Is step tracking beneficial?



  • jlbtnc
    jlbtnc Posts: 725 Member
    I am not sure if it helps with my progress of losing weight, but I use it as a way of getting up and getting active. I generally exercise 5-7 days depending on weather and hubby's work schedule. So if I don't exercise, I try to get steps in but not always the case. On a good day get over 10,000 steps on a bad day only over 2,00-3,000. So if id doesn't help with weight loss it motivates me to be more active.
  • 4legsRbetterthan2
    4legsRbetterthan2 Posts: 19,538 MFP Moderator
    That depends, are you the type of person who is going to challenge yourself to beat yesterdays count or reach your goal? Then it could be. If not, then no.
  • Panini911
    Panini911 Posts: 2,325 Member
    edited May 2019
    not for weight loss. I have had mine thru the weight gain too ;) then the loss.

    10,000 thing was also around back when people had good old school pedometers. it's just a random goal to get people moving, really the point is to move MORE than what you previously did.
  • angela1980r
    angela1980r Posts: 7 Member

    I have a desk job and step tracking does encourage me to take a lunchtime walk or print on another floor.

    Anything that encourages more NEAT activity is incredibly useful, but personally, I would never rely on my steps as my sole form of exercise.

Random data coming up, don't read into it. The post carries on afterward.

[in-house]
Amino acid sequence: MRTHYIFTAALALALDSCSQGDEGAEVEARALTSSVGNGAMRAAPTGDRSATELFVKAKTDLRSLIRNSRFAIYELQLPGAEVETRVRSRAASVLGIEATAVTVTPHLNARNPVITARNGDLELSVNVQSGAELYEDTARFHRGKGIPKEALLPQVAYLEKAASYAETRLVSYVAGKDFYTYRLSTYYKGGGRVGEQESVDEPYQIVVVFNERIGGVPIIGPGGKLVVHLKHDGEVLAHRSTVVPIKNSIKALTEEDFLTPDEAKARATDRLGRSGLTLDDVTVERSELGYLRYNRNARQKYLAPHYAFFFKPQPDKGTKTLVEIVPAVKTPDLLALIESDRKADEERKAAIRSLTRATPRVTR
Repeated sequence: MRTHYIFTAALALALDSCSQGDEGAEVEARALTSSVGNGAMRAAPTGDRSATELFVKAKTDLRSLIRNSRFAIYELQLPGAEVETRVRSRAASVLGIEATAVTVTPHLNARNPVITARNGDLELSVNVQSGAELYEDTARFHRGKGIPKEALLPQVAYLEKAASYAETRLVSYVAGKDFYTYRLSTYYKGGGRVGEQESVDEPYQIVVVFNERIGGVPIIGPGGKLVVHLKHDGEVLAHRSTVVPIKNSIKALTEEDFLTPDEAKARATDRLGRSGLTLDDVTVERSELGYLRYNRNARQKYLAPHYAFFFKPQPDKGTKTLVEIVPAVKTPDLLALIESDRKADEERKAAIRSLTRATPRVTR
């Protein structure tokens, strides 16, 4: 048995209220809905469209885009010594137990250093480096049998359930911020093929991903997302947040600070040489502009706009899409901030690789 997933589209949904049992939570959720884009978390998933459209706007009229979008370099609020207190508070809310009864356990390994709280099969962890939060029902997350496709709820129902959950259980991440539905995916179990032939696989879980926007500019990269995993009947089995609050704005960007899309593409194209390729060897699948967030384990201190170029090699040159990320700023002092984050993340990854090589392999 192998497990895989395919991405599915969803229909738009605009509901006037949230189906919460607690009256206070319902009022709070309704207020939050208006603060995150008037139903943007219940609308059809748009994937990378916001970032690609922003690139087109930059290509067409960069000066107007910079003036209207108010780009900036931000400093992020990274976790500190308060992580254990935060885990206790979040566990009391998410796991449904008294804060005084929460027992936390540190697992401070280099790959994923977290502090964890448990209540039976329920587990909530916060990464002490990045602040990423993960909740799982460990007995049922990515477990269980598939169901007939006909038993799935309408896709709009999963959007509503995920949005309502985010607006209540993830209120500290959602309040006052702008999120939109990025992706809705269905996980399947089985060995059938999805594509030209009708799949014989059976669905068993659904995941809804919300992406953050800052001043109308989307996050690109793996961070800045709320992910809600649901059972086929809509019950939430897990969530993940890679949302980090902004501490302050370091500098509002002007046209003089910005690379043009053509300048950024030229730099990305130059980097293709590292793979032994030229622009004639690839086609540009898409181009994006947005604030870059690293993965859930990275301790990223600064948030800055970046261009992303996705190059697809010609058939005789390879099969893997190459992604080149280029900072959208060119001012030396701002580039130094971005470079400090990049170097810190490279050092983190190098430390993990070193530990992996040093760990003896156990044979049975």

• Gamliela
    Gamliela Posts: 2,470 Member
    I wear a pedometer, as in, thats all it does, counts my steps. Inexpensive and easy to wear, simple to implement.

    I wear one because I can have anywhere from 5 or 6,000 steps to 27 or 28,000 steps a day. I have to fuel myself well, so on days my steps are high that means a lot more calories! Over a week, if its a high step week, I could be severely depleting myself, or I could make myself fat if I were to eat to fuel 28,000 a day and only actually be walking 5,000.

    I use a pedometer because I don't seem to notice the difference between 5,000 and 20,000 steps a day, time goes by anyway. I log steps every night in a notebook and average the totals every 10 days or so so I can eat accordingly.

    I agree, not every one needs to be so attentive to their step count, it could become unhealthily obsessive!
  • TravisJHunt
    TravisJHunt Posts: 533 Member
    Yep although I don't think it was specifically the tool, more the information it provided. I never realized how very little I was actually active during the day. Seeing it now pushes me to be more active.
  • vim_n_vigor
    vim_n_vigor Posts: 4,093 Member
    I work in an office where it is very easy to get too busy to get up to get a drink, go to the bathroom, or even eat lunch. Watching my steps is more a way to make sure that I am getting up and doing something during the day. I don't have a magic number I go for. When I first started, it did help as I was really beyond sedentary and working my step count up was beneficial. I was not at a point where I was going to be able to do any exercise for any amount of time that was going to really help get me into shape. Now that I am able to exercise longer periods of time, I am not focusing much on the steps anymore.
  • thanos5
    thanos5 Posts: 513 Member
    it is for me, but i'm a numbers geek. i find it motivational.
  • grimendale
    grimendale Posts: 2,194 Member